Much of this phenomena reminds me of the parable of the elephant and six blind men, which tells the story of six individuals who, being blind, try to comprehend the nature of an elephant by touching different parts of its anatomy. Each man forms a biased perception based on their limited experience, leading to conflicting interpretations. The man who touches the elephant’s massive body, thinks this animal must be exactly like a wall; the man who feels only its trunk concludes that it is like a snake; the man with his hand on the tusk exclaims it is sharp like a spear; the man grasping one of its legs argues it is definitely like a tree; the man who feels the breeze as it flaps its giant ear insists it is a huge fan; and the one at the back end holding the tail admonishes them all and declares it exactly like a rope. In the end, the elephant walks away and leaves all six men yelling and arguing with each other, blind not only in sight, but also in the ability to see beyond one’s own limited perceptions. This selective exposure impedes critical thinking and bolsters polarization, personified by the blind men’s inability to comprehend the entirety of the elephant.
Each of us can do our part by recognizing these negative influences and actively work towards promoting kindness and empathy in not just our political discussions, but in our online social presence as well. The nature of internet dialogue has played a significant role in reducing kindness, with its anonymity and lack of face-to-face interaction. This often leads to a disinhibition effect, where individuals feel more empowered to express aggressive or uncivil behavior. The veil of anonymity emboldens people to engage in personal attacks, spreading hostility and animosity. It further amplifies partialities and erodes the potential for thoughtful and kind discussions.
Before posting, re-tweeting, or sharing a divisive remark, meme or photo, perhaps we could all apply the THINK paradigm and ask ourselves, what is the point? What is our motive? Is it to stir the pot? Make someone else feel worse about themselves or their position? Is it necessary and above all, am I being KIND? By encouraging respectful dialogue, seeking diverse perspectives, and challenging our own biases, we can begin to reverse the negative effects of today’s social dilemma and create a more compassionate society.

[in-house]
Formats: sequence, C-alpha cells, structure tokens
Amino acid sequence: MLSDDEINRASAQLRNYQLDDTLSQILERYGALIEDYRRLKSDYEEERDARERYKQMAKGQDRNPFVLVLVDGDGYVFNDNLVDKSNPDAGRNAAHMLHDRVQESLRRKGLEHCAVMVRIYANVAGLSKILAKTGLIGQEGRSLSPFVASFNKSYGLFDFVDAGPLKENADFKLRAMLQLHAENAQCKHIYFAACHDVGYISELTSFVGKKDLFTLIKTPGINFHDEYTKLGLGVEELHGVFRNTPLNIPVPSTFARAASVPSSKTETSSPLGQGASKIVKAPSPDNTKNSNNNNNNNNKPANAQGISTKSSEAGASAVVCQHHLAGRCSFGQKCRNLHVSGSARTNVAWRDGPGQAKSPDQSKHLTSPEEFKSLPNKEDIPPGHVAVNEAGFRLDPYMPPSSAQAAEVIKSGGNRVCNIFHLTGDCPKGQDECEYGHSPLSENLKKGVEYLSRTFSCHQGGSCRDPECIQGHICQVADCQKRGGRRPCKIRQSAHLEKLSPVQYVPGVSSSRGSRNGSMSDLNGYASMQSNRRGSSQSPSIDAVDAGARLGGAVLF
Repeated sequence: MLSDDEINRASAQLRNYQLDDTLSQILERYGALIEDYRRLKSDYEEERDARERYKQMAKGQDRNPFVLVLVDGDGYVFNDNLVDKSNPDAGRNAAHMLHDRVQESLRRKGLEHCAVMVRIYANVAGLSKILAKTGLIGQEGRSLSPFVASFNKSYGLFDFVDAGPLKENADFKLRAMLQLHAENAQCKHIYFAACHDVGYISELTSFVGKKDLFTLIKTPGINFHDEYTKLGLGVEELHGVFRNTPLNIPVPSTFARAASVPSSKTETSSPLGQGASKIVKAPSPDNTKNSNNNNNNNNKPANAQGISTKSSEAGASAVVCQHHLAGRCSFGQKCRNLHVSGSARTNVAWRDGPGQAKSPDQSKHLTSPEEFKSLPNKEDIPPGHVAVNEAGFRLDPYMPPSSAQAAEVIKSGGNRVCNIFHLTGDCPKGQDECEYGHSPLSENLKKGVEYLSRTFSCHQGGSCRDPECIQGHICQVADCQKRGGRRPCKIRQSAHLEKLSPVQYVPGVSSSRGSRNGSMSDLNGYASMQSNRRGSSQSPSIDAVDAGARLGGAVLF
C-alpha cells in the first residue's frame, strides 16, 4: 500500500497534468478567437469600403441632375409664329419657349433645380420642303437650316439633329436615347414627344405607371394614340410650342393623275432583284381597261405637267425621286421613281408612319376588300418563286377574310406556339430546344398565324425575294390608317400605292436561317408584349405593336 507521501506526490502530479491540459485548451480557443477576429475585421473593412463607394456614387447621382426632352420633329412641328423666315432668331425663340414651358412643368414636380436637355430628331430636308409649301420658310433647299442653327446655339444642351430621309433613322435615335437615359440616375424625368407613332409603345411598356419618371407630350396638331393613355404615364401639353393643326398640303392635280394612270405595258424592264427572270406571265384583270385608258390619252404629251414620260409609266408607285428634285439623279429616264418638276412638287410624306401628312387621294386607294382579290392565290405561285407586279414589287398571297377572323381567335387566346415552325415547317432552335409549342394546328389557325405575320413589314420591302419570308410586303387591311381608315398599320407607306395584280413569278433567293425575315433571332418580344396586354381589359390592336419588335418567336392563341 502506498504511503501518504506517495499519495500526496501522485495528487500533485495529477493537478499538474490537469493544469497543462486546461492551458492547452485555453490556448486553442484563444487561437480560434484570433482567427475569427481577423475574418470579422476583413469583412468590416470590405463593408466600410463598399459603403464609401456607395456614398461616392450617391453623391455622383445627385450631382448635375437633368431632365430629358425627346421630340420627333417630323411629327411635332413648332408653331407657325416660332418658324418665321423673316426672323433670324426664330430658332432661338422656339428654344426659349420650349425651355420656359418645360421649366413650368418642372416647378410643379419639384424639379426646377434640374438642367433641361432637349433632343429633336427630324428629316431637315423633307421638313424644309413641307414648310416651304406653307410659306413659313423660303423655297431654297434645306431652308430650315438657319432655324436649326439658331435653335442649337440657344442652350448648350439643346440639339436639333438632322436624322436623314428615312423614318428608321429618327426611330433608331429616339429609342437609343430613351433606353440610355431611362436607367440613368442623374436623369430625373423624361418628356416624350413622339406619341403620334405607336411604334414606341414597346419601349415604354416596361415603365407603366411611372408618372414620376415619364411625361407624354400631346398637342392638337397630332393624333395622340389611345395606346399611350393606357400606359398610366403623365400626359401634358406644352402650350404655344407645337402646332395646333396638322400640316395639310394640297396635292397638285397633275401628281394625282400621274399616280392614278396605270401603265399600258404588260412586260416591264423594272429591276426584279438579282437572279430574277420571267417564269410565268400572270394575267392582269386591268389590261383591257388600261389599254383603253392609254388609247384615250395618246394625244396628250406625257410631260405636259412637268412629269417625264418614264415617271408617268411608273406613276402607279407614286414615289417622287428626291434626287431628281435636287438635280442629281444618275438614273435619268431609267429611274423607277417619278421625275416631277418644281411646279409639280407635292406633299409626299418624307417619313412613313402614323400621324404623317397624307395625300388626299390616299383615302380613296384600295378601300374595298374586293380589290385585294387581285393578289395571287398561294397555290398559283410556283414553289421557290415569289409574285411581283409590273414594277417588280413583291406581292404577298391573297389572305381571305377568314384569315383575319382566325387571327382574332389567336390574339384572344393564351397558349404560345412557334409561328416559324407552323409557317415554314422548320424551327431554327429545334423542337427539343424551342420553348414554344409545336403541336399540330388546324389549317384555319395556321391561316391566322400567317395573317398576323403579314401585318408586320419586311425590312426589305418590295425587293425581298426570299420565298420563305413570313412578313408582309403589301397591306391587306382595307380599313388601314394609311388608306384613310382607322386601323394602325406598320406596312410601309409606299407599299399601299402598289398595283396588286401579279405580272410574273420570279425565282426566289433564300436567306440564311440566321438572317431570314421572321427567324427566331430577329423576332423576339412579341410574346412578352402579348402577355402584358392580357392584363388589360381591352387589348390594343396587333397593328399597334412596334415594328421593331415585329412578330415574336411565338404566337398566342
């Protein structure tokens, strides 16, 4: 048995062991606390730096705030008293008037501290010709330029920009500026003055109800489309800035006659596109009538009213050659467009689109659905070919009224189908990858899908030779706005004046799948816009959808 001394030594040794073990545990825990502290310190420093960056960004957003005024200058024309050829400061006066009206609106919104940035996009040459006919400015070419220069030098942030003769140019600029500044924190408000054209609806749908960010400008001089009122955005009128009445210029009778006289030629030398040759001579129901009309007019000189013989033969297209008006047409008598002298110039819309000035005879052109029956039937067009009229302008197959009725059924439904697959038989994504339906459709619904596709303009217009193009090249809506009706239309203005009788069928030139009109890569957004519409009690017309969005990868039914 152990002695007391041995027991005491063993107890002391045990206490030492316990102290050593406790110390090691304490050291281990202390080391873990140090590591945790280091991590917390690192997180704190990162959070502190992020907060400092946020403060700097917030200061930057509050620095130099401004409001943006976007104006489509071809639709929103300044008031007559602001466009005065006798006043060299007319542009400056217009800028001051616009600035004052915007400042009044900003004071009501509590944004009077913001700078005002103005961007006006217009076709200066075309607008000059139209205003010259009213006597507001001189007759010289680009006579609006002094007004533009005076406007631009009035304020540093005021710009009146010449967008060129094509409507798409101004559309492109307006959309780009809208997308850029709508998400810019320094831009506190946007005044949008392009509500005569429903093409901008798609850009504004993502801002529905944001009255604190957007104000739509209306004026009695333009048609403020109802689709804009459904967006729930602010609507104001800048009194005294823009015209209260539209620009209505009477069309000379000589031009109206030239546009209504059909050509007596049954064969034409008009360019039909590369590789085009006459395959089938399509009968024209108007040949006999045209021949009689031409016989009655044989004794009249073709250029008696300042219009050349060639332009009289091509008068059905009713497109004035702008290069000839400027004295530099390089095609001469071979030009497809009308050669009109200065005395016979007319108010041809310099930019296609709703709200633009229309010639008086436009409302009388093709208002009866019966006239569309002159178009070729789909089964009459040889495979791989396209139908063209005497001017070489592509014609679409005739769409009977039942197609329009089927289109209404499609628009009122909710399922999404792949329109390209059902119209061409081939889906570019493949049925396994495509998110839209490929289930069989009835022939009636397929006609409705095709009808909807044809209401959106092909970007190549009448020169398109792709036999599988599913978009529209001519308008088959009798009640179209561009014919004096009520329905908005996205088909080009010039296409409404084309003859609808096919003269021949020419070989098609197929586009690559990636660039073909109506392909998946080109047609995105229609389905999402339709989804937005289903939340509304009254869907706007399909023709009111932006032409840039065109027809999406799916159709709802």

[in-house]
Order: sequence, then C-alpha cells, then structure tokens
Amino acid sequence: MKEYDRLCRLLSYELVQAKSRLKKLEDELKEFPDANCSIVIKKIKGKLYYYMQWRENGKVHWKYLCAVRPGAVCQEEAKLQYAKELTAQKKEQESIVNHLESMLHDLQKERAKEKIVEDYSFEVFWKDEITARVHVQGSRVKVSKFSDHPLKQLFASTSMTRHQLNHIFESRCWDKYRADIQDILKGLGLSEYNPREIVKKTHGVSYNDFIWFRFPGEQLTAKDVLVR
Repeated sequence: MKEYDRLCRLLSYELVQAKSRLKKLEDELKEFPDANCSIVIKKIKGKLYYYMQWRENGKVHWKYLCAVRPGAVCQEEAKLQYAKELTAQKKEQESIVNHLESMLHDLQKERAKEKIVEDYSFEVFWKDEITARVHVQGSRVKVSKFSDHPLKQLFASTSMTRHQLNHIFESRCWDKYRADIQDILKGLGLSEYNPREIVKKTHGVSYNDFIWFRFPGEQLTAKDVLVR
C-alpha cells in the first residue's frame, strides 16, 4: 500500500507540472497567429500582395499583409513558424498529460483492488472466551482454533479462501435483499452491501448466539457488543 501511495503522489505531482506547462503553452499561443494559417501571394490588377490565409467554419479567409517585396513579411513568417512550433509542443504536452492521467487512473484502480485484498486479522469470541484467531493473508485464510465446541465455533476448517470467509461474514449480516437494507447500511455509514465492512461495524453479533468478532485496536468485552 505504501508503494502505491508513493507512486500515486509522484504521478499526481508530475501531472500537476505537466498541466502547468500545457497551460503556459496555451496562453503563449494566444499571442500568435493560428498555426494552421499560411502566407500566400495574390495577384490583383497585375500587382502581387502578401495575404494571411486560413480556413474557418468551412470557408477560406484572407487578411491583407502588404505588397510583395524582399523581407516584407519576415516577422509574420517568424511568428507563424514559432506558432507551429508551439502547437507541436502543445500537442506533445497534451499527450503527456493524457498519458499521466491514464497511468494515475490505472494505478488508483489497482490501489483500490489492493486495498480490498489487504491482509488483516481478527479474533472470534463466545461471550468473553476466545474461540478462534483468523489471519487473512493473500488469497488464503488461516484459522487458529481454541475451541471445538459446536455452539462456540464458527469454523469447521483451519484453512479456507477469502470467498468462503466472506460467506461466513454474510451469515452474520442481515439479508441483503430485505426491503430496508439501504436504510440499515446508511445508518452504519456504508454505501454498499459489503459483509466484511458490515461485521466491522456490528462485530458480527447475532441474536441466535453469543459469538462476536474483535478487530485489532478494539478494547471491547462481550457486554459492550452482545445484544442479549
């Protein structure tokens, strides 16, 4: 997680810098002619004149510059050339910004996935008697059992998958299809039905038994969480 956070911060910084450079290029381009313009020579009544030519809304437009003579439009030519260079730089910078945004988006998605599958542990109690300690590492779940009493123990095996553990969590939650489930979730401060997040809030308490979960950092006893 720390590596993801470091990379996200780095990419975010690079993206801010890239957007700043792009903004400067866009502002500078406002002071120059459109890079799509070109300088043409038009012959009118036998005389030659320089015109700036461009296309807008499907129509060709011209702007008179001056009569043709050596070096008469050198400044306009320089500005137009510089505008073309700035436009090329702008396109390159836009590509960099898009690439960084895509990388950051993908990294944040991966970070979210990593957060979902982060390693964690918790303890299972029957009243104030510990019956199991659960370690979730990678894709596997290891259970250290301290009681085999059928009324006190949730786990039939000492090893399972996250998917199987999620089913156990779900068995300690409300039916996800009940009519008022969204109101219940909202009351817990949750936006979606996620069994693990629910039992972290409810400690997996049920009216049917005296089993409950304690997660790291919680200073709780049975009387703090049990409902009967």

The Noble Path Foundation’s goal is to insure a healthy future for our kids by raising healthy kids to inhabit our world. Our total approach to teen wellness encompasses both physical and mental health, as well as leadership, life skills and opportunities for healthy socialization free of undue peer pressure to use drugs or alcohol. Kindness is a fundamental human virtue that promotes positive relationships, empathy, and emotional well-being. When children learn to embrace kindness, they develop a sense of connection with others, fostering a more inclusive and benevolent society. By teaching young people to be kind, we empower them to make choices that promote cooperation, respect, and understanding. Kindness is contagious, and even small acts of kindness can have a profound impact on both the giver and the receiver, promoting a positive cycle of goodwill. Practicing kindness purposefully makes me feel better about myself and the world and I hope it does the same for you. The children are watching.
Cindi is President and Founder of The Noble Path Foundation, a 501(c)(3) located in San Clemente, CA, dedicated to helping the youth of our communities reach their highest potential via healthy nutrition and lifestyle choices, safe and fun social activities, and motivational mentoring. For sources and links to the statistics mentioned in this article, please visit our website and search for the article under our blog at www.thenoblepathfoundation.org.